Stairs are such a difficult thing for architects trying to work in small spaces. Beside the stairs, there is the issue of the handrail, necessary for safety, and the guard, that keeps kids shorter than the handrail from falling through. In some jurisdictions the rules for guards are so strict that all you can do are pickets designed so that a 4" sphere cannot pass through, but vertical so that kids can't climb them and throw themselves over. In the end most architects just specify expensive glass, or put in temporary plywood that's removed as soon as the building inspector has gone.
There is a lot that could be complained about in this stair, installed in a 915 square foot renovation in Turin, Italy by Studiota; it's narrow, and it doesn't have an outside handrail. But it does have a handrail on the wall, cleverly recessed into it. That's a lot safer than no handrail at all.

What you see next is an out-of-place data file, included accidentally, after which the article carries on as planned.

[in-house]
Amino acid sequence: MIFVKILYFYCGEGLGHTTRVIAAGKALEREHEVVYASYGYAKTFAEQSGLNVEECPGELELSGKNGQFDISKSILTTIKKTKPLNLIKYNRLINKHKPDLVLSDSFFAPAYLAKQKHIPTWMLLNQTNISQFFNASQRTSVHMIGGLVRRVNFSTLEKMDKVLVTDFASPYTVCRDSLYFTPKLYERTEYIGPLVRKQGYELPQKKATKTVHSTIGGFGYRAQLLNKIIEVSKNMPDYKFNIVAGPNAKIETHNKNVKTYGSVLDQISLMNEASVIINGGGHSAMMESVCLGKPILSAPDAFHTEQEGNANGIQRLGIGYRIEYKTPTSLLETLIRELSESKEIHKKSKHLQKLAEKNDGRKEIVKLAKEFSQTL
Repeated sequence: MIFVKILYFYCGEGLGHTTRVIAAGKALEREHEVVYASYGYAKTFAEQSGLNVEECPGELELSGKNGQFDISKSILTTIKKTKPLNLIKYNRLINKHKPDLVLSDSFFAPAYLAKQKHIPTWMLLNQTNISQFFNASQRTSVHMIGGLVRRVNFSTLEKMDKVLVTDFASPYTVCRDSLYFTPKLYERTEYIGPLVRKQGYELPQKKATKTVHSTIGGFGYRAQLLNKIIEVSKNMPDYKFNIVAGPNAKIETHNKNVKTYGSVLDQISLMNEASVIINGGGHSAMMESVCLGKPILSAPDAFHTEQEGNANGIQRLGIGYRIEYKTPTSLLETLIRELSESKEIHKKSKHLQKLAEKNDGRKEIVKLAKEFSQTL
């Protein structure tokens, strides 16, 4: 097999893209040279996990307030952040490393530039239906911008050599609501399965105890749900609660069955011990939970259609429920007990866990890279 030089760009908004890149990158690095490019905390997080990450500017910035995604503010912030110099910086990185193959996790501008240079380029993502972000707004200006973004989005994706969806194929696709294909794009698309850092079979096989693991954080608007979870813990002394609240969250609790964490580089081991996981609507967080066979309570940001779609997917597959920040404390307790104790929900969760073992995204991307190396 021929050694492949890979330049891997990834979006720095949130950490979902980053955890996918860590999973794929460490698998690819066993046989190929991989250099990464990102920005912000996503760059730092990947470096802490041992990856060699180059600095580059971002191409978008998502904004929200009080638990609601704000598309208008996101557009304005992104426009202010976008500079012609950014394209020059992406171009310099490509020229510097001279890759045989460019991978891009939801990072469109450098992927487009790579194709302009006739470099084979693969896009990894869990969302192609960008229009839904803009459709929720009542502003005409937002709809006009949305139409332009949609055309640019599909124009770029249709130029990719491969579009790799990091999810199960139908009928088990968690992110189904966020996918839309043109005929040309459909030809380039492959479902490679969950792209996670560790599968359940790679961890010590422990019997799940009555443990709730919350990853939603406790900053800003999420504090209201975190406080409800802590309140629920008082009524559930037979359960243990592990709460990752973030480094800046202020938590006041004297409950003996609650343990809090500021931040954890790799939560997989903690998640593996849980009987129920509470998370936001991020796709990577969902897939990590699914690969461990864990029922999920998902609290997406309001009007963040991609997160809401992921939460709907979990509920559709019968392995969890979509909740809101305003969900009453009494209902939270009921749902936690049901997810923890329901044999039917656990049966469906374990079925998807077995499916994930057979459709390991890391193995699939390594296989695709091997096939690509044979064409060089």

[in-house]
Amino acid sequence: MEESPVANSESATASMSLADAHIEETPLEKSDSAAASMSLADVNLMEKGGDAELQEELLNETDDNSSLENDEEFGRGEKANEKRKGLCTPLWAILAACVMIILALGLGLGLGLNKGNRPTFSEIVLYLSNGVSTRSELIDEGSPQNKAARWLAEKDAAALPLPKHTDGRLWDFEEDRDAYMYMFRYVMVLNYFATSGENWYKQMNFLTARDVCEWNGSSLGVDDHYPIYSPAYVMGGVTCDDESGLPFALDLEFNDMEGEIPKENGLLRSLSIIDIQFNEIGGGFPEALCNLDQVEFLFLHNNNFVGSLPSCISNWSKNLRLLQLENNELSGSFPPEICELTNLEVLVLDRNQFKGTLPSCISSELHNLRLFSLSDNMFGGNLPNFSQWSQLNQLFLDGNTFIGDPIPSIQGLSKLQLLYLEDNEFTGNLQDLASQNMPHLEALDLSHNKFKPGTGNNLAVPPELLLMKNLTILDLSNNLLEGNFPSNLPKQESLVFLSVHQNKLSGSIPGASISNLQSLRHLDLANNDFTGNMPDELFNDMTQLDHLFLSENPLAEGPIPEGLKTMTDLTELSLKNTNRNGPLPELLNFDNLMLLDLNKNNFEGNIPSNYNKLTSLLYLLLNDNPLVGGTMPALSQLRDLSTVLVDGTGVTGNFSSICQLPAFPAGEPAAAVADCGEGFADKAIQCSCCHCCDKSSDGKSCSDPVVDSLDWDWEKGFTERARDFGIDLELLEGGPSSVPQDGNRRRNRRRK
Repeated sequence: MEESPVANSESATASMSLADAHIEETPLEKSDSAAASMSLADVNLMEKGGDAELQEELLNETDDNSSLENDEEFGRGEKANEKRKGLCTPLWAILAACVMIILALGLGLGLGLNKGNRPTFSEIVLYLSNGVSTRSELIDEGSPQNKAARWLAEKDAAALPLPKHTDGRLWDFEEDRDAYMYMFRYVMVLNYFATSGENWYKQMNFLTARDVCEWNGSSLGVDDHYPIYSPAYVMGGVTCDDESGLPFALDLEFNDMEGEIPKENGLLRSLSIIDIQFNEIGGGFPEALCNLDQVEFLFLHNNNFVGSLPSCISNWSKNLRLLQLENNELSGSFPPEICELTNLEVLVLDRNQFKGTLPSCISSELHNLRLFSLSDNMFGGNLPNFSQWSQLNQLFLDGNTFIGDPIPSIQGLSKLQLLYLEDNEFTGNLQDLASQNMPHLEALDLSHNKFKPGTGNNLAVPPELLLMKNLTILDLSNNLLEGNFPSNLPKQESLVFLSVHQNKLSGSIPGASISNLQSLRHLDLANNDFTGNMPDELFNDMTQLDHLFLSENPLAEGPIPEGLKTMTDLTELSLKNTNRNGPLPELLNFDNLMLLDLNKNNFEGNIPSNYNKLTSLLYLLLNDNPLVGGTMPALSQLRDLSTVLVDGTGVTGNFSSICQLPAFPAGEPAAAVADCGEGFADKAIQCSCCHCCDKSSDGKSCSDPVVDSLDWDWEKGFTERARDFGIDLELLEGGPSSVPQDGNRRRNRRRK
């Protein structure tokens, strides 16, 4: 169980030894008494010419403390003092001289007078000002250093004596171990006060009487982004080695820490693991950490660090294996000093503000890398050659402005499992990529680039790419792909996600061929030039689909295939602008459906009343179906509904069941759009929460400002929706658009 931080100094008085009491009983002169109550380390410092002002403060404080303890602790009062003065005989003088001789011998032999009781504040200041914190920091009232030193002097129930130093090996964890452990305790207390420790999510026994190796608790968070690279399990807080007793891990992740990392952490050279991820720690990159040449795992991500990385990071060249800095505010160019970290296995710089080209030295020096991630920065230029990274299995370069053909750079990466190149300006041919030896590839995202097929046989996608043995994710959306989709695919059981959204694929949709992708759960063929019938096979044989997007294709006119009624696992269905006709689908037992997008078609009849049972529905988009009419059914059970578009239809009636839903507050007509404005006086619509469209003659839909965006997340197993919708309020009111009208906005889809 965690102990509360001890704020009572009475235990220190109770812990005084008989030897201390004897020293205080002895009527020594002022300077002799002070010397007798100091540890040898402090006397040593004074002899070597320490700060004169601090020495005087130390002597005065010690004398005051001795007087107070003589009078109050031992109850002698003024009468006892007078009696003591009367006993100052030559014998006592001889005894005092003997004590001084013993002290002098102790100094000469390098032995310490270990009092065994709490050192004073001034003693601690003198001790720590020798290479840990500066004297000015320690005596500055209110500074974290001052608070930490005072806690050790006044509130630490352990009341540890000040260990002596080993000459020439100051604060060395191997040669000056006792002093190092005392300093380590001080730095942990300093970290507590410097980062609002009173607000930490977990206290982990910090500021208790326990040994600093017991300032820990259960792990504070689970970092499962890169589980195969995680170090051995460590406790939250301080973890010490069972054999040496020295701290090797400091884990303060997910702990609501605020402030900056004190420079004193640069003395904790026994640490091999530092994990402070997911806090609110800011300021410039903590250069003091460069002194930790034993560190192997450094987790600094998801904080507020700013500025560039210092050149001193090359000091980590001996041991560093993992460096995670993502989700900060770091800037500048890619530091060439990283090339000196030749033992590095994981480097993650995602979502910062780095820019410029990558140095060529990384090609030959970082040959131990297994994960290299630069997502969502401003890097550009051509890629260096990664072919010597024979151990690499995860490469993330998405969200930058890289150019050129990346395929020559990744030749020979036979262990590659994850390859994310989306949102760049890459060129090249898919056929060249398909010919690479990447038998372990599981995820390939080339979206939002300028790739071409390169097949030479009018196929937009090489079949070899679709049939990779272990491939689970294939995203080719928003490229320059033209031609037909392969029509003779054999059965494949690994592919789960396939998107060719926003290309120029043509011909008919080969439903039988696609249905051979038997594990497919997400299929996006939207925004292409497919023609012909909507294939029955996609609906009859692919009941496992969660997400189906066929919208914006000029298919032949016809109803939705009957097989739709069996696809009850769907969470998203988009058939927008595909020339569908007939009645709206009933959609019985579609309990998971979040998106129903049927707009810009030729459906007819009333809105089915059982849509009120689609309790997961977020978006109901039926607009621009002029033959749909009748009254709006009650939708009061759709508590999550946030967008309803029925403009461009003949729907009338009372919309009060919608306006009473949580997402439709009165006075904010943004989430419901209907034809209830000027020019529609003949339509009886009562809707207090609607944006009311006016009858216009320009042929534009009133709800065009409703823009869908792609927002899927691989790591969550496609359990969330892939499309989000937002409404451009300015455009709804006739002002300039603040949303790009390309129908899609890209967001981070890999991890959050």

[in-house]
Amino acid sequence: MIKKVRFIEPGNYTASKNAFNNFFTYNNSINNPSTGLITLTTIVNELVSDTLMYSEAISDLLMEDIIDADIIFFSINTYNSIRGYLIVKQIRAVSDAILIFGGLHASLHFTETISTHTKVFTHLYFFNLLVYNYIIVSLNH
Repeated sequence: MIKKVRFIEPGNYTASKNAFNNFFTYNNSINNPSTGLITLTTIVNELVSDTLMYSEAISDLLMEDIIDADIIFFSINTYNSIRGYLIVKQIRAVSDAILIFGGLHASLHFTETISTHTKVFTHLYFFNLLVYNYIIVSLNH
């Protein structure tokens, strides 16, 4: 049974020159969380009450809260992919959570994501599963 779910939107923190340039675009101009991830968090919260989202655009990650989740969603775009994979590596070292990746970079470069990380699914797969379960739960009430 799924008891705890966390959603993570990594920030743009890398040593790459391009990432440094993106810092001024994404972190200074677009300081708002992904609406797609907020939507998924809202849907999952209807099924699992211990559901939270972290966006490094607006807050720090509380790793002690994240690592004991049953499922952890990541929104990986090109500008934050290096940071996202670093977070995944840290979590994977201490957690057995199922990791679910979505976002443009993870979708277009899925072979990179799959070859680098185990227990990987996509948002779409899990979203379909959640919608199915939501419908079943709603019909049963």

Of course with such a rail you have to wash your hands all the time or expect to repaint, it's not very practical. I do like the way the ledge/ bench is integrated into the staircase.
The rest of the apartment is quite lovely; see it all on Freshome.
Why do I keep showing these stairs? Because it is one of the big problems in small space design, how you deal with multiple levels without the stair taking up so much space, both physically and visually. A 3' wide stair with solid handrail and guard is big and clunky; there must be a better way.